I told Dr. Hubbard that "I would repair the knee for free if they promised to never consider amputation over trying every other option fixing the problem again?"
Scheduling Kelso was not easy. It was the week before Christmas. Everyone has last minute gifts to buy, or wrap, and family gatherings to prepare for.
I called another associate, Dr. Morgan, she and Dr. Hubbard agreed to come in the day before Christmas to cover the exam schedule, and I called my husband to see if he wouldn't blow a gasket when I asked him to reschedule our anniversary plans?
Kelso arrived on the morning of December 24th.
I gave him a full exam: 4-5 years old, intact, mild calculi, eyes, ears, nose, throat normal, mild DJD bilat elbows, good coat, heart, and lungs, significant muscle atrophy to left rear leg, significant swelling/effusion to left stifle, decreased range of motion and painful on manipulation of both hips.
Kelso went to the x-ray room for the next step in his preparation for surgery.
Every cruciate that I do is required to have a full blood work profile, fecal, urinalysis, and x-rays of both knees and hips. I cannot underscore how important these are. Don't skip these pre-ops. In the last half dozen knees I have done (all were referred with bloodwork and no urine) I have found two undetected urinary tract infections. To drive the significance of this, an infection in your joint is a really, really, bad thing!
For Kelso those x-rays allowed us to diagnose him with hip dysplasia. IF he had had his bad back leg amputated he would have had to put all of his weight on his right hip which is already significantly diseased. I don't think he would have lasted another year.
Kelso's knee was by far the worst I have ever seen. His joint capsule was so thickened and angry that it made exploring his stifle joint almost impossible.
He is not my proudest work. But, he regained the stability in his knee that he has been without for what I think must be about 4 years.
Kelso's knee took me so long to repair that I had to postpone his neuter for a different day. And, as is typical of me, I didn't make it back home by noon as I had promised my husband. I thought I could be in by 9 and be home by noon when the clinic was closing. (Such a cocky surgeon!).
I left at 3. "Happy Anniversary, honey!"
Kelso recovered very well in spite of my extra long, extra difficult time in surgery.
He will stay with us until he has been neutered, and we will help the Humane Society find him a home.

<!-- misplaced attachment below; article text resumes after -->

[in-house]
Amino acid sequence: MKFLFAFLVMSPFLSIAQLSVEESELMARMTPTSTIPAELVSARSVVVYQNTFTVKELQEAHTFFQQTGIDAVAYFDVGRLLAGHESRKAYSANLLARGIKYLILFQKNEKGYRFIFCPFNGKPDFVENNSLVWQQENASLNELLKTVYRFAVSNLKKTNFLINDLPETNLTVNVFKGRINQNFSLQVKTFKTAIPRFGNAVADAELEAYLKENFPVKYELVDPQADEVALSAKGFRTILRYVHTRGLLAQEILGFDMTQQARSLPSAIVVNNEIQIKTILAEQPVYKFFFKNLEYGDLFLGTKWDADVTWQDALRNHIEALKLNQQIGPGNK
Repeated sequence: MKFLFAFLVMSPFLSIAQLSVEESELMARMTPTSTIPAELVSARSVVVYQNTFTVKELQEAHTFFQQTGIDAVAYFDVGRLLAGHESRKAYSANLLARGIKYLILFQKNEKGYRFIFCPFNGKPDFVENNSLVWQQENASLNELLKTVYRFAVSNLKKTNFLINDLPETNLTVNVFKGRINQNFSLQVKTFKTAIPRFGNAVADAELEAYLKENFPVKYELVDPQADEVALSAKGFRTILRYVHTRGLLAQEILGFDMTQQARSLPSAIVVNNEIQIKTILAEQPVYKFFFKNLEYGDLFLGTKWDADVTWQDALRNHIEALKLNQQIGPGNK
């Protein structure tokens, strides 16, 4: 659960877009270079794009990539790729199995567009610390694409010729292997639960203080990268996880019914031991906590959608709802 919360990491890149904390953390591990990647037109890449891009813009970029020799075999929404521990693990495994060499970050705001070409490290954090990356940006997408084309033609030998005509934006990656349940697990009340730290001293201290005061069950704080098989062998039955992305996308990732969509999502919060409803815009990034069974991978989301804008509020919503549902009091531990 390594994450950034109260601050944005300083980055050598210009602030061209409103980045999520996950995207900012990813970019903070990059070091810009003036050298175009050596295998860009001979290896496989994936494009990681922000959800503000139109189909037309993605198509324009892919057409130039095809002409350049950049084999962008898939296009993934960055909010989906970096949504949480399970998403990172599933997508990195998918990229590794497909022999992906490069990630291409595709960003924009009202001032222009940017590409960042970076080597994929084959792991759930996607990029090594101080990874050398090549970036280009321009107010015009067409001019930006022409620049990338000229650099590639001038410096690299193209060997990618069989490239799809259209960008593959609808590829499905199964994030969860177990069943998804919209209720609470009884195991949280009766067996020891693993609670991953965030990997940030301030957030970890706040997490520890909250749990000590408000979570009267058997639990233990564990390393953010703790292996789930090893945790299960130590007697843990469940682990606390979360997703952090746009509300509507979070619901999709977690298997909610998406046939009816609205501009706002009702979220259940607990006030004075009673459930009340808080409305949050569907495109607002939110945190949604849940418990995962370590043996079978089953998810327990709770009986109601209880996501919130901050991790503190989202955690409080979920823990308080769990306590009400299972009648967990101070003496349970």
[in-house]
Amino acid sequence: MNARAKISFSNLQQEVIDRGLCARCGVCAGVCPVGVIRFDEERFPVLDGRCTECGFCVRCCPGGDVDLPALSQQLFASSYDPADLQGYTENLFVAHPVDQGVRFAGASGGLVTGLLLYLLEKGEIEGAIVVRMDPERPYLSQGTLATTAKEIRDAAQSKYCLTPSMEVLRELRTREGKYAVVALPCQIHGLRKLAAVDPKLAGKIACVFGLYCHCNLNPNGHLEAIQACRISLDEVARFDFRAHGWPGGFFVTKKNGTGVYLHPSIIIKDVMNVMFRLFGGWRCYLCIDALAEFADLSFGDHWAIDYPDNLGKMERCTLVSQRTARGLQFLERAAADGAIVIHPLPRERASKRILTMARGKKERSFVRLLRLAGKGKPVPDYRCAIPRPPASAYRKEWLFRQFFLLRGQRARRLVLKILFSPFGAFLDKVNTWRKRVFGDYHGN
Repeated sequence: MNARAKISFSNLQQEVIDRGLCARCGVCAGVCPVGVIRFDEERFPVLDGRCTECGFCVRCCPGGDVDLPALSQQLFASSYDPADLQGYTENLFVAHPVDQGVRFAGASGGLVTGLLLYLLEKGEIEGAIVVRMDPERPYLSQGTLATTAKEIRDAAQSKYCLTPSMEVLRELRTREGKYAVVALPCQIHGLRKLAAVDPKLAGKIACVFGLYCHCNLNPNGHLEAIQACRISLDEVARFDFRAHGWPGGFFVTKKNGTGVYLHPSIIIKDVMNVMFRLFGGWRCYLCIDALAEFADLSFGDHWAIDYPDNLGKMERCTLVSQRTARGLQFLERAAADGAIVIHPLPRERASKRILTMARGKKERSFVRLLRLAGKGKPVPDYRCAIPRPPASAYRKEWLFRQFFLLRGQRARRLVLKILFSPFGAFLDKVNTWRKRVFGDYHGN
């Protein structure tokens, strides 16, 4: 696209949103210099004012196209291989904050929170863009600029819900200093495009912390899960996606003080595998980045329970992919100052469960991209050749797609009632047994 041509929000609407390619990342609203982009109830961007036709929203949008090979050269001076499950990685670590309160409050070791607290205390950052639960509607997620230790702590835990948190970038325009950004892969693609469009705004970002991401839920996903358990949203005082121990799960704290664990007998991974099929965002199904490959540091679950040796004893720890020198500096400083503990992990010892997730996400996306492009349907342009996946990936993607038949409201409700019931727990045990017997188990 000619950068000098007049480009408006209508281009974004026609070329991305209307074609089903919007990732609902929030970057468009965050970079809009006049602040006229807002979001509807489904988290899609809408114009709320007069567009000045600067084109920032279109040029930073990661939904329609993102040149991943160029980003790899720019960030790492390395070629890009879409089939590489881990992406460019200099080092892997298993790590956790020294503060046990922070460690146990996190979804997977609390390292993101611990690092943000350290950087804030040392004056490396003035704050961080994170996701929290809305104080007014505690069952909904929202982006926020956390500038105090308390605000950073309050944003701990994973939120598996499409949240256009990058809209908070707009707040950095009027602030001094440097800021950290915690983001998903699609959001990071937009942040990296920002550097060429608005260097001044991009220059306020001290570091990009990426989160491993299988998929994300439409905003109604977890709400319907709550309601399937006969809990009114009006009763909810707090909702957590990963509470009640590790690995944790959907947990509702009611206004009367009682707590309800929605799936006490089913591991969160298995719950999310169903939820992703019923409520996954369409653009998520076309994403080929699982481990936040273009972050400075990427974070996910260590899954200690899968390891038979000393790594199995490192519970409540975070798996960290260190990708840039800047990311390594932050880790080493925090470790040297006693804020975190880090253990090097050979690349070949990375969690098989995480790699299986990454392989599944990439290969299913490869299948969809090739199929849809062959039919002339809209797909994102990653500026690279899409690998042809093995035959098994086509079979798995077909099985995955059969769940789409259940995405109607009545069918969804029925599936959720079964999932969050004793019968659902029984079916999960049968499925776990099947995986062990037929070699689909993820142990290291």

He is a big gentle boy who is wonderful with all other pets, and people. He loves attention, to play, and will make someone a fantastic companion. He needs someone to teach him manners, but he will reward you with more smiles, tail wags and love than you can ever get mad at him about.
|Greeting clients at the front desk.|
|Playing like a goof-ball as we put on his e-collar.|
|Surrendering to the cone.|
|Showing off his accessories.|
|Those eyes say it all.|
This year Jarrettsville Vet gave Kelso a new knee for Christmas. Next week we will give him a neuter, and then he will be available for adoption through the Harford County Humane Society.
If you are interested in him please call the Harford County Humane Society.
If you want to meet him in person please stop by Jarrettsville Veterinary Center. If you have any questions about his medical concerns you can ask me at the clinic.
A big THANK-YOU to both Dr. Morgan and Dr. Hubbard for their time, care, skill, and compassion in helping Kelso get his surgeries and to all of the staff at JVC who have helped him with all of his post-op care.
If you have any other pet related questions you can ask them for free at Pawbly.com, or find me on Twitter @FreePetAdvice.
Please consider adopting your next pet at a local shelter.
Kelso was neutered yesterday by Dr. Hubbard, and went to his new home today! What a wonderful ending to a Christmas wish.
Tragically Kelso escaped his parents arms and was hit by a car in late January 2014. His time with his new family was short but they loved him deeply and dearly and miss him very much.
I don't know why it took Kelso so long to find his forever home, but he was loved far beyond his short time with them and was lucky to have been a chance to be someones true love.
We send our deepest and fondest sympathies to the family who loved him so much.